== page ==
Hepatitis C Linked to More Deaths Than HIV

Yael Waknine

February 21, 2012

February 21, 2012 — Hepatitis C viral infection (HCV) has surpassed HIV as a cause of mortality in the United States, according to a new study from the US Centers for Disease Control and Prevention (CDC), published in the February 21 issue of the Annals of Internal Medicine.

Termed the "silent epidemic," HCV is the most common blood-borne chronic viral infection. It affects about 3.2 million Americans and represents a leading cause of liver disease, cirrhosis, and death.

Using death certificate data from about 22 million decedents from between 1999 and 2007, investigators found that recorded deaths from HCV increased significantly, whereas those linked to HBV remained constant, and HIV-associated mortality decreased.

Almost 75% of HCV-related deaths occurred among baby boomers (individuals born between 1945 and 1964), who may have experimented with substances in their youth. Many are unaware of the infection, suggesting that the burden of disease will continue to rise unless policies for education, detection, and treatment are implemented in a manner similar to that used during the HIV epidemic.

"The decrease in deaths from HIV infection in the past decades reflects the availability and utilization of highly effective therapies, as well as effective national implementation of programs for prevention and care," write Kathleen N. Ly, MPH, from the Division of Viral Hepatitis, CDC, Atlanta, Georgia, and colleagues, noting that a similar approach to HCV might lead to similar reductions in mortality over time.

HCV Mortality Rate Exceeds That of HIV

For the study, investigators analyzed data from about 21.8 million death certificates (~2.4 million/year between 1999 and 2007) and found a significant increase in annual age-adjusted mortality rate resulting from HCV (0.18 deaths per 100,000 individuals; P = .002).

In contrast, the annual age-adjusted mortality rate for HBV-related deaths remained relatively constant, decreasing slightly by 0.02 deaths/100,000 individuals (P = 0.25), whereas that for deaths related to HIV infection decreased significantly by 0.21 deaths/100,000 individuals (P = .001).

By 2007, HCV infection was linked to an age-adjusted mortality rate significantly higher than that of HIV (4.58 deaths/100,000 individuals [95% confidence interval (CI), 4.50 - 4.67 deaths/100,000 individuals] vs 4.16 deaths/100,000 individuals [95% CI, 4.09 - 4.24 deaths/100,000 individuals]; actual deaths, 15,106 vs 12,734).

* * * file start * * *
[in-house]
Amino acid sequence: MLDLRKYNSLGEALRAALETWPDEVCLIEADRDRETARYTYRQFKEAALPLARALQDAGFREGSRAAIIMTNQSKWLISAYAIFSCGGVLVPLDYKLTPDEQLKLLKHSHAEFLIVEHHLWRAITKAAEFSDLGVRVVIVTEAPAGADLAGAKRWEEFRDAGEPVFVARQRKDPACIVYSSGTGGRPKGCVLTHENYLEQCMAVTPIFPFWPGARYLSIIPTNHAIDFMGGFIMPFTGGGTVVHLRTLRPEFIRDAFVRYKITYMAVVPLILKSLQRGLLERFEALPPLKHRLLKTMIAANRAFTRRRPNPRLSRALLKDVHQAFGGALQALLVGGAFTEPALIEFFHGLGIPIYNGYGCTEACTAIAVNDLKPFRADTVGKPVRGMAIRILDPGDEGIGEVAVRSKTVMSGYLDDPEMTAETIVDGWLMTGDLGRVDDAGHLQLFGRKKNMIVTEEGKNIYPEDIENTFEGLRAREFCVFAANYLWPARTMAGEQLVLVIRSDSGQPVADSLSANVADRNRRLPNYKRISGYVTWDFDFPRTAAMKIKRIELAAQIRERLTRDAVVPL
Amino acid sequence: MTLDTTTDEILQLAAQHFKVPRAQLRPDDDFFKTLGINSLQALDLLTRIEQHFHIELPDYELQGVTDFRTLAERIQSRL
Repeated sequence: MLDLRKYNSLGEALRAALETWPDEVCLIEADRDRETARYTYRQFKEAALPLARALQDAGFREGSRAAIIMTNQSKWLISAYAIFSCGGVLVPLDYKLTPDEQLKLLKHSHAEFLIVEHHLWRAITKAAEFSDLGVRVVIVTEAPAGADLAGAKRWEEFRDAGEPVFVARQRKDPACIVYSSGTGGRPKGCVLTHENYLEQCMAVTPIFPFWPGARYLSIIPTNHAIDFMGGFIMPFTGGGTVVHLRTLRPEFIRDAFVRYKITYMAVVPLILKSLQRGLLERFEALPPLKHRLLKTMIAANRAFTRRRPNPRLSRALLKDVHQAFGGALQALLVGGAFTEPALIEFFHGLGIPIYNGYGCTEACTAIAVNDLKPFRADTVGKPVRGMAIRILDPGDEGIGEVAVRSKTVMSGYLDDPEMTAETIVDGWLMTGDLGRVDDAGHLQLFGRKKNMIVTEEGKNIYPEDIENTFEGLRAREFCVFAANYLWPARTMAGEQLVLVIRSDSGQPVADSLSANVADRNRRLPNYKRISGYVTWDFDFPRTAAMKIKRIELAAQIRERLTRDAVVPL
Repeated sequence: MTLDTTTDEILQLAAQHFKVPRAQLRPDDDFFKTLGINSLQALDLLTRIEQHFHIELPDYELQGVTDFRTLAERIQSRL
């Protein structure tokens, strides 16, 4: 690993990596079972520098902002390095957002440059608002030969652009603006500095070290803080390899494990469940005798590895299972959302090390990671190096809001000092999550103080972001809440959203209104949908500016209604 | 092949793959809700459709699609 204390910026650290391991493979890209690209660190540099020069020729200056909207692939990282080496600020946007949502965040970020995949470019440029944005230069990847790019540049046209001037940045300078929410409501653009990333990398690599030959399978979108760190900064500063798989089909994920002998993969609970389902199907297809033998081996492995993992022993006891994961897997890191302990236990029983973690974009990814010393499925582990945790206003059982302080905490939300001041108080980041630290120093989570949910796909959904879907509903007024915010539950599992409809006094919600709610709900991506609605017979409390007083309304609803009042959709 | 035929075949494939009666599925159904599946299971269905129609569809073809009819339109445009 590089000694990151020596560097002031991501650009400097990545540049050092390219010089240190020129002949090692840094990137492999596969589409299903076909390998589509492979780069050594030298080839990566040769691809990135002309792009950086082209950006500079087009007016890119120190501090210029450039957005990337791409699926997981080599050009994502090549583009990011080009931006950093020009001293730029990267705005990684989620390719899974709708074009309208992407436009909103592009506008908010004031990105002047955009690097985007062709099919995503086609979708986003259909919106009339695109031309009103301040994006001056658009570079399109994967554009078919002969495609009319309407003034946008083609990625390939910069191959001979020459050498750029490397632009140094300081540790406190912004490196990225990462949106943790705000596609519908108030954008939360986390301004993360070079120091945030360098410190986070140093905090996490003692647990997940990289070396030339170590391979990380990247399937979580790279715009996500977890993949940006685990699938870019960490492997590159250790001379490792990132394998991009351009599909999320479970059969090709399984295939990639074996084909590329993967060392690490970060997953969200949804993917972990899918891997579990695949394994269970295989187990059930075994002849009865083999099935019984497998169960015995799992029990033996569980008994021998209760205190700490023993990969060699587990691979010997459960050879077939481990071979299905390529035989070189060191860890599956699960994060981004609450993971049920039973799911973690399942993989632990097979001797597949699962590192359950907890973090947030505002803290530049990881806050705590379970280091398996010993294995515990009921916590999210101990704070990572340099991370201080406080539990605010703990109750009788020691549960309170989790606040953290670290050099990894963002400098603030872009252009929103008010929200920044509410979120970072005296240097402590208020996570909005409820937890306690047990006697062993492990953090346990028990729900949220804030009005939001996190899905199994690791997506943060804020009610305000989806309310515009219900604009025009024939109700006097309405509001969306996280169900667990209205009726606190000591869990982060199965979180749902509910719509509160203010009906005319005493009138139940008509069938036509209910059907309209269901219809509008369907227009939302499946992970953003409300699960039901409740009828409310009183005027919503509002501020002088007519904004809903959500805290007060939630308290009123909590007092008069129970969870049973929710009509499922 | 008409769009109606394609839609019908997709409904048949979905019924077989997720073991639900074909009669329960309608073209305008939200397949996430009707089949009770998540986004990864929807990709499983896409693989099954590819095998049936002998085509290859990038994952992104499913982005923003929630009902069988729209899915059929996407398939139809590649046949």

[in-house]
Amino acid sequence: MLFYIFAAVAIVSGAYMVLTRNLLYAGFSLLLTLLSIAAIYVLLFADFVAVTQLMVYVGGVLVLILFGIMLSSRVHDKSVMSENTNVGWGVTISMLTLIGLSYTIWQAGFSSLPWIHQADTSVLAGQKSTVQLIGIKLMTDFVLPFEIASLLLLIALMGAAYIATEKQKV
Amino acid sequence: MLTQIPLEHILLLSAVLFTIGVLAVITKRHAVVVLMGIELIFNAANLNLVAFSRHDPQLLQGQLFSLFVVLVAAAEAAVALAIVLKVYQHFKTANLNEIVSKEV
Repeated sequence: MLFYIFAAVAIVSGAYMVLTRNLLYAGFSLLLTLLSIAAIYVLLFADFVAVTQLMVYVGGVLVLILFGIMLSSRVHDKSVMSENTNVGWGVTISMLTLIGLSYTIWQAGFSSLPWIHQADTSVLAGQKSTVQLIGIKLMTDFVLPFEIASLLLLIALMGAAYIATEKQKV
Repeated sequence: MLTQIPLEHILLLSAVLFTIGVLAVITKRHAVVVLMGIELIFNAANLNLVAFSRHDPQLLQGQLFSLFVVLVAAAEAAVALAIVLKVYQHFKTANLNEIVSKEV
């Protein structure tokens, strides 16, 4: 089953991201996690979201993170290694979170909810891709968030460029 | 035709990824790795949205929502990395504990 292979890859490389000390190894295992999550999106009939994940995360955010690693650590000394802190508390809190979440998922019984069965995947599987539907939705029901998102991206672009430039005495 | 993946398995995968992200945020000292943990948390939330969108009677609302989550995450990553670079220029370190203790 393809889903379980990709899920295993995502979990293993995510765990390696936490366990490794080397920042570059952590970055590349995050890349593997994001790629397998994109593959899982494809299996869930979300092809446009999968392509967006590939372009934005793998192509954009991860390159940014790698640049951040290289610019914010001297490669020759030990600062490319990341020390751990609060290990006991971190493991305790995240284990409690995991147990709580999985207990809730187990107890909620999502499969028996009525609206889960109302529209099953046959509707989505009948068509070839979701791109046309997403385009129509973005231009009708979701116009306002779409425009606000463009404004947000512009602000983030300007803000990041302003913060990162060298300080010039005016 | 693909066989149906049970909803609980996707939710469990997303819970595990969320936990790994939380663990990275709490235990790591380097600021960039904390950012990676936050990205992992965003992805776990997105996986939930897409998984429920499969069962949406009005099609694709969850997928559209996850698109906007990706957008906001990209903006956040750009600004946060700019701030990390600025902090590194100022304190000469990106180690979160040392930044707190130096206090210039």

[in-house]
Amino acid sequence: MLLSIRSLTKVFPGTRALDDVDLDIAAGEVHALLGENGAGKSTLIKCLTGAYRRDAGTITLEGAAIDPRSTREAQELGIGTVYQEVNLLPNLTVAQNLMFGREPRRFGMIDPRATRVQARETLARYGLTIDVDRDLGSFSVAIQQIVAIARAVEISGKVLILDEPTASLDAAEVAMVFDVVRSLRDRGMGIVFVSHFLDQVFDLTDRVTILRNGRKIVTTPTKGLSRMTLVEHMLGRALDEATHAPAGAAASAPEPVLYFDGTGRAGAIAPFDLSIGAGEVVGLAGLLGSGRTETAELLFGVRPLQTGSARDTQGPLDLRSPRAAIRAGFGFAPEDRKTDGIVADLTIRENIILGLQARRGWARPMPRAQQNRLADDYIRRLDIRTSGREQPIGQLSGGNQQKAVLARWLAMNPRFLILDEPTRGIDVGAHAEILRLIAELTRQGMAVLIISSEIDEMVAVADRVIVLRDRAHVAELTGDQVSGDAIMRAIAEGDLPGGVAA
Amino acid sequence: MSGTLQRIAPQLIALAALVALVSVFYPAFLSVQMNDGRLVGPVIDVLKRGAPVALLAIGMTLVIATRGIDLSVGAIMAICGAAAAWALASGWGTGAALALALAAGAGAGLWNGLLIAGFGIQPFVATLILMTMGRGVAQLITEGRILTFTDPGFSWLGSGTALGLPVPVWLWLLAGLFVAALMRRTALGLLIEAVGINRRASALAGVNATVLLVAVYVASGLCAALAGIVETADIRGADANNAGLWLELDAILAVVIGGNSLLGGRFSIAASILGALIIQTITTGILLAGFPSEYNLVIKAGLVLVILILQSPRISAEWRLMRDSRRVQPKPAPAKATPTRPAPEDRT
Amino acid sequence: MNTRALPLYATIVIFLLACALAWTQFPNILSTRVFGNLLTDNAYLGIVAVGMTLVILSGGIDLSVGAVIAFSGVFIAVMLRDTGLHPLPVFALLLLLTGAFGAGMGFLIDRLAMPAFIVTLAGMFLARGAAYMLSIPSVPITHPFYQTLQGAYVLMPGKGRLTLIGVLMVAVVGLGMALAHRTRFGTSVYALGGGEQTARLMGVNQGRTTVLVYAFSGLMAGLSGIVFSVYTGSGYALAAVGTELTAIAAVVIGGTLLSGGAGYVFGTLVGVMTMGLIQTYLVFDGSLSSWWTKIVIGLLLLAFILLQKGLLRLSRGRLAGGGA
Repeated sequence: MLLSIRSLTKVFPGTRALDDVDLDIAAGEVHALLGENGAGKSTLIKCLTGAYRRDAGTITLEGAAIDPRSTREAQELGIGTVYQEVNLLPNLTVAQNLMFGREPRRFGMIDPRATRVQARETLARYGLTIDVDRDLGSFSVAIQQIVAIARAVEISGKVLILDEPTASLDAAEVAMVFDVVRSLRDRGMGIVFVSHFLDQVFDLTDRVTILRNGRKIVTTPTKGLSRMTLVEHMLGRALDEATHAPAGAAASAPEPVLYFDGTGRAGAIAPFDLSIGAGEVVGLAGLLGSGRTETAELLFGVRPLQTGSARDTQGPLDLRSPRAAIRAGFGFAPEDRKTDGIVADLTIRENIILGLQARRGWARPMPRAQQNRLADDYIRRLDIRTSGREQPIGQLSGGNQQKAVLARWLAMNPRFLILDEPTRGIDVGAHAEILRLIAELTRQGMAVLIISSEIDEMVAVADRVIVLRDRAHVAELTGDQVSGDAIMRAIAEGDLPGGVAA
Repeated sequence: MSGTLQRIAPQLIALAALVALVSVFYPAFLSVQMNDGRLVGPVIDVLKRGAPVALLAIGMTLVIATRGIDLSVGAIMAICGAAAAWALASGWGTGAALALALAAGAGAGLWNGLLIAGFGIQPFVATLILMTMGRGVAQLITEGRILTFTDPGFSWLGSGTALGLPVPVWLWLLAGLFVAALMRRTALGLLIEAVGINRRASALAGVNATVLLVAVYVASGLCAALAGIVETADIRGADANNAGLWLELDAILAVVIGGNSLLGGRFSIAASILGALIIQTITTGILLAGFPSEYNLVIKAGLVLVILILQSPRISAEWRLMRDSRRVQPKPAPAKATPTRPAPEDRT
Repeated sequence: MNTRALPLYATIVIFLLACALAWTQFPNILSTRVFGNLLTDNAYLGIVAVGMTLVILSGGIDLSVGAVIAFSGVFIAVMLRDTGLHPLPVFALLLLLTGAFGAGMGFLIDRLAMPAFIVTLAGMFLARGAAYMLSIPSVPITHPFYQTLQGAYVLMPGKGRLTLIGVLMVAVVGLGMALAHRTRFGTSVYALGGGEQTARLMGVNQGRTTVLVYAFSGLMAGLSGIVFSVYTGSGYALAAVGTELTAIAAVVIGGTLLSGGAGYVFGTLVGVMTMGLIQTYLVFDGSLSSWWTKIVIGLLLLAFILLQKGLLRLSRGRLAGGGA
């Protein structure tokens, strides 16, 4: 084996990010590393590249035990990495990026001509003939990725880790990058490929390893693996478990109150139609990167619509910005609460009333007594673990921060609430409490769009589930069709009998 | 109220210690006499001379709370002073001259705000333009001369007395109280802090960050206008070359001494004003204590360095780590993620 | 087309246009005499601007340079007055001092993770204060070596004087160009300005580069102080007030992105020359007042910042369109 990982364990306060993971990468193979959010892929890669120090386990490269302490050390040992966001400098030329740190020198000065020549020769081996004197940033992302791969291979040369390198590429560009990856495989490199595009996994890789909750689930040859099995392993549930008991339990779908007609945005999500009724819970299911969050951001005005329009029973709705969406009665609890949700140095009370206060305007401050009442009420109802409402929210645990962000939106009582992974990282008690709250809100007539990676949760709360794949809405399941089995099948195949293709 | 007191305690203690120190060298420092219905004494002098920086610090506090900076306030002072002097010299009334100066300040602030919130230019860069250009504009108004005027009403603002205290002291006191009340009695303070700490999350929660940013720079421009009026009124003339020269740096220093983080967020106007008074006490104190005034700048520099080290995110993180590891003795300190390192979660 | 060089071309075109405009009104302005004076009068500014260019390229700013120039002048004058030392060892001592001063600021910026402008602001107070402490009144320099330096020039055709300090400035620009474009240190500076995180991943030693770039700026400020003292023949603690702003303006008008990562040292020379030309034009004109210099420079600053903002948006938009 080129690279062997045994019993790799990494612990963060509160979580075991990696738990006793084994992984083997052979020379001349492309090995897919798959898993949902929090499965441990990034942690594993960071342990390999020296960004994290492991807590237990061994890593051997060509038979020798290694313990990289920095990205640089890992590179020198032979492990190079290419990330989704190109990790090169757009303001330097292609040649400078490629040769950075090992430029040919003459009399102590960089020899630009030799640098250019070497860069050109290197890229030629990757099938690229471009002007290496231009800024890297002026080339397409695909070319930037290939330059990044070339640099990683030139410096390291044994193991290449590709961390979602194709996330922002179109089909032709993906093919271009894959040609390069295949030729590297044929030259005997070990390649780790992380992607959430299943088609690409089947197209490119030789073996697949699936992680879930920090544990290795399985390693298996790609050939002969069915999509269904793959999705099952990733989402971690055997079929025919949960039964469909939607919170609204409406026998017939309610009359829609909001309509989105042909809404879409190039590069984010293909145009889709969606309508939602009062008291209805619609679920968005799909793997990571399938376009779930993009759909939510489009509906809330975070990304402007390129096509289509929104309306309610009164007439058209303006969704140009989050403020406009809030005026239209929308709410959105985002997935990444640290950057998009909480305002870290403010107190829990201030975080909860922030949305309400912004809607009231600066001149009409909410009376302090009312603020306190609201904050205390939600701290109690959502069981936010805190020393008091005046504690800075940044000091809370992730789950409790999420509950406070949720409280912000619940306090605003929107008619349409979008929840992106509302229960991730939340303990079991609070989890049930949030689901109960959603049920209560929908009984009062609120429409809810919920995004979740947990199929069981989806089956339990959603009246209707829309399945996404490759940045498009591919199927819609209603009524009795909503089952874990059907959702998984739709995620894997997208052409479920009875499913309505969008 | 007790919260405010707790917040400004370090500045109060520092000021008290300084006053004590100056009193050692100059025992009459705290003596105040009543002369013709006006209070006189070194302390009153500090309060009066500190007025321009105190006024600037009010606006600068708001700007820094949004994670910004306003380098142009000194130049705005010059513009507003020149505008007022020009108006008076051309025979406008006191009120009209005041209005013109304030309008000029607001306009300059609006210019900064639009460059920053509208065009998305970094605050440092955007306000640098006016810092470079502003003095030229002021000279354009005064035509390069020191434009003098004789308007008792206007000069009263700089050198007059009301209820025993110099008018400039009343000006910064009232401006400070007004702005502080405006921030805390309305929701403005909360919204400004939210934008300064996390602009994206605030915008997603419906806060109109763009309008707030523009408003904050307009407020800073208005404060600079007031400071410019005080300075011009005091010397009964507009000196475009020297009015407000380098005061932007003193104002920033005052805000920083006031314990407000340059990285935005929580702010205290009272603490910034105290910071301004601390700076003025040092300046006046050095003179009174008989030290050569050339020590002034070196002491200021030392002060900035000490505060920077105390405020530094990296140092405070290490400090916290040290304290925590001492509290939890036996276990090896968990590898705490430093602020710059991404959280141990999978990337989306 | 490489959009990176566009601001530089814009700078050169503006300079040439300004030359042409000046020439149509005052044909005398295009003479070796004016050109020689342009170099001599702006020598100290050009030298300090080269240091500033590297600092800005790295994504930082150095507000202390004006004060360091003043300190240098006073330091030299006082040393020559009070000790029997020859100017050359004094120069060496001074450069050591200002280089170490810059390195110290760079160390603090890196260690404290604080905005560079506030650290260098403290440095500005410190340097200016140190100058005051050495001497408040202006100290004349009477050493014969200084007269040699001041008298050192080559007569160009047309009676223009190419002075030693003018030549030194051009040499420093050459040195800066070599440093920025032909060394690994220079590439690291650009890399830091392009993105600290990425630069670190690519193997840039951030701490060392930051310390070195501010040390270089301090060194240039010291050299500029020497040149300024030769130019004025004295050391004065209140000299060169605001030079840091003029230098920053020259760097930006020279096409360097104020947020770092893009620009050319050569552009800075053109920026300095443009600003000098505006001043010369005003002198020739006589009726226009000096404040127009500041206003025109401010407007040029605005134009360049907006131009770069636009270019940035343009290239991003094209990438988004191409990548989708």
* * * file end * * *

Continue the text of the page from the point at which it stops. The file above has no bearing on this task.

Moreover, the greatest proportion of HCV-related deaths occurred among baby boomers aged 45 to 64 years (73.4%). Frequently reported comorbid conditions included chronic liver disease (adjusted odds ratio [OR], 32.1; 95% CI, 31.0 - 33.3) and HBV coinfection (adjusted OR, 29.9; 95% CI, 26.5 - 33.6), followed by alcohol-related conditions (adjusted OR, 4.6; 95% CI, 4.4 - 4.8) and HIV infection (adjusted OR, 1.8; 95% CI, 1.6 - 2.0).

Though frightening, the data represent a fraction of the burden of disease and death associated with HCV, the authors write, noting that only 40% to 50% of infected individuals would have been diagnosed at the time of death. Left unaddressed, HCV-related mortality will only increase as the baby-boomer generation ages, they add.

Identification of Asymptomatic HCV Is Key

"It is estimated that 50% to 75% of persons with HCV are unaware of their HCV status," note Harvey J. Alter, MD, and T. Jake Liang, MD, from the National Institutes of Health in Bethesda, Maryland, in an accompanying editorial, noting that most are not addicts but simply people who experimented with drugs for a limited time in their youth.

The good news is that treatments for HCV are evolving so quickly that 5 years from now, interferon-free, oral, direct-acting antiviral regimens may achieve cure rates approaching 90% irrespective of viral genotypes and IL-28B status.

"What is currently lacking in this optimistic perspective is a national 'find-and-treat' policy aimed at achieving maximum identification of HCV carriers and providing new-generation therapies to a large proportion of those identified cases," Dr. Alter and Dr. Liang note.

Chronic Liver Disease Foundation Recommends New Screening Measures

The CDC currently recommends HCV screening only for people found to be at risk for infection, but it is evaluating the potential benefits of using a birth cohort based approach to HCV screening to help increase identification of HCV-positive patients.

The Chronic Liver Disease Foundation is supportive of the concept and has issued the following recommendations in support of the expansion of HCV screening efforts:

  • Routine screening for HCV among individuals born between 1945 and 1965.

  • Use of the OraQuick (OraSure) HCV rapid point-of-care test to expand testing opportunities and facilitate immediate care.

  • Educational programs aimed at primary care providers to increase awareness of HCV risk factors.

  • Testing for HCV in primary care setting with established linkages to HCV.

  • Creative ways to increase access to HCV testing and care for injection-drug users and other underserved populations.

Support for this study was provided by the Centers for Disease Control and Prevention. The authors have disclosed no relevant financial relationships.

Ann Intern Med. 2012;156:271-278, 317-318. Article abstract, Editorial extract

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